I analyzed a random sample of 1,957 meta-analysis full-text research papers, uploaded to PubMed Central between the years 2016 and 2021, in order to check the popularity packages of meta-analysis software among medical researchers. (I used the BioC API to download the articles — see the References section below).
Out of these 1,957 meta-analysis papers, only 1,321 mentioned the use of at least 1 meta-analysis software.
Here’s a summary of the key findings
1- Stata was the most used meta-analysis software over the past 6 years, mentioned in 40.27% of papers, followed by RevMan (35.5%) and R (21.88%).
2- The 6-year trend showed that, since 2020, RevMan became the most popular software, beating Stata by having the largest increase in popularity over that period (+1.21%) and taking advantage of Stata’s big drop in popularity (-3.34%).
3- The data also suggest that both Stata and RevMan are more popular among beginners. This is in contrast to R and SPSS, which were mentioned more commonly in papers published in high-impact journals.
Top meta-analysis software over the years
Here are the top 6 meta-analysis software rankings over the past 6 years:
The graph shows that RevMan became the most popular meta-analysis software since 2020 by replacing Stata. Another noticeable trend is the increase of popularity of Microsoft Excel and the decline of SPSS since 2019.
Most popular meta-analysis software overall
The table below ranks the popularity of 24 meta-analysis software packages according to the number of mentions in our sample:
|Rank||Software||Number of Mentions|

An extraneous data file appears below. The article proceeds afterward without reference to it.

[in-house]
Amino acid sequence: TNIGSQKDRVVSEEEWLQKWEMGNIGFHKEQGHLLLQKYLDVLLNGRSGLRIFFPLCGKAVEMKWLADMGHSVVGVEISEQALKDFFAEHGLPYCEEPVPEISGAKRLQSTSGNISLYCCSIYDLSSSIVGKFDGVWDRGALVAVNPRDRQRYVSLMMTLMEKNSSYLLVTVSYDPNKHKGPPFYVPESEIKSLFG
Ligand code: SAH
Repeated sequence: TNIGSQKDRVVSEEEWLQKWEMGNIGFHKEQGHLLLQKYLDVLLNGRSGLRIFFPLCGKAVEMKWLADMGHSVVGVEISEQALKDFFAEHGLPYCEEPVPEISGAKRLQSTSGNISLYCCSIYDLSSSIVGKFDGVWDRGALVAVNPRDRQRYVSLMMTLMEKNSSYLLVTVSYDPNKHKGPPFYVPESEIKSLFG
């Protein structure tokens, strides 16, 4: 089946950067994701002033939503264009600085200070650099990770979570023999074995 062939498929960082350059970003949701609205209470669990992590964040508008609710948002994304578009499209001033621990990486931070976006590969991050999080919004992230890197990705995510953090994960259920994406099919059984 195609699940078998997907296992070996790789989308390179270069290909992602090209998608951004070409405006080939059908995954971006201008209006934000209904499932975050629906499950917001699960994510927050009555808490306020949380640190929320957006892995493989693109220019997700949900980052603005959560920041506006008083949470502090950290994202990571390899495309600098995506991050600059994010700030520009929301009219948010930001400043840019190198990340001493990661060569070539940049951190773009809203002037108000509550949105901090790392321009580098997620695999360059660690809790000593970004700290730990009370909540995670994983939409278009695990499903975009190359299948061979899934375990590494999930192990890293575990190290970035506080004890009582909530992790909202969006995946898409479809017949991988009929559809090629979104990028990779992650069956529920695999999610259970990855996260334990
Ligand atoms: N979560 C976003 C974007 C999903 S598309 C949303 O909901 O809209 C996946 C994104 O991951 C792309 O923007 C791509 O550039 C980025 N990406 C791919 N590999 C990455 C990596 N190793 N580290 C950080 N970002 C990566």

(Total: 1,321 articles)
|15||Forest Plot Generator||1||0.08%||–|
The data show that Stata was the most popular meta-analysis software over the past 6 years, used in 532 out of 1,321 meta-analysis papers (= 40.27%). However, its popularity is declining, losing 3.34% of mentions each year.
Do beginners and professional scientists use the same meta-analysis software packages?
In order to answer this question, I compared software packages used in articles published in low versus high impact journals.
I collected the journal impact factor for 1,108 of articles in the sample, and divided the dataset into 2 parts:
- Meta-analyses published in low-impact journals (impact factor ≤ 3): This subset consisted of 684 articles.
- Meta-analyses published in high-impact journals (impact factor > 3): This subset consisted of 424 articles.
I chose the threshold of 3 for no particular reason other than it seamed a reasonable limit, and also separates the dataset into 2 large subsets of articles.
The results were as follows:
Looking at this bar chart, we can conclude that Stata, RevMan and Excel tend to be more popular among beginners and the inverse is true for R and SPSS.
Meta-analysis software packages frequently used together
Out of a total of 1,321 articles in our dataset, only 433 (32.8%) reported the use of more than 1 meta-analysis software.
Here’s a table that shows the top 10 pairs of meta-analysis software packages frequently used together:
|Pairs||Number of Mentions|
(Total: 1,321 articles)
|Stata + RevMan||124||9.39%|
|Stata + R||44||3.33%|
|Stata + Excel||44||3.33%|
|Stata + SPSS||26||1.97%|
|R + RevMan||21||1.59%|
|Stata + SAS||18||1.36%|
|RevMan + Excel||18||1.36%|
|R + SAS||17||1.29%|
|R + SPSS||15||1.14%|
|R + Excel||14||1.06%|
I don’t think there is much to interpret here, as the top 3 most used meta-analysis software packages are also the ones frequently used together.
An important thing to note is that Microsoft Excel was the least used software on its own; it tends to be used with other packages in 66% of cases, compared to only 32% for R — which was the most software package used on its own.
- Comeau DC, Wei CH, Islamaj Doğan R, and Lu Z. PMC text mining subset in BioC: about 3 million full text articles and growing, Bioinformatics, btz070, 2019.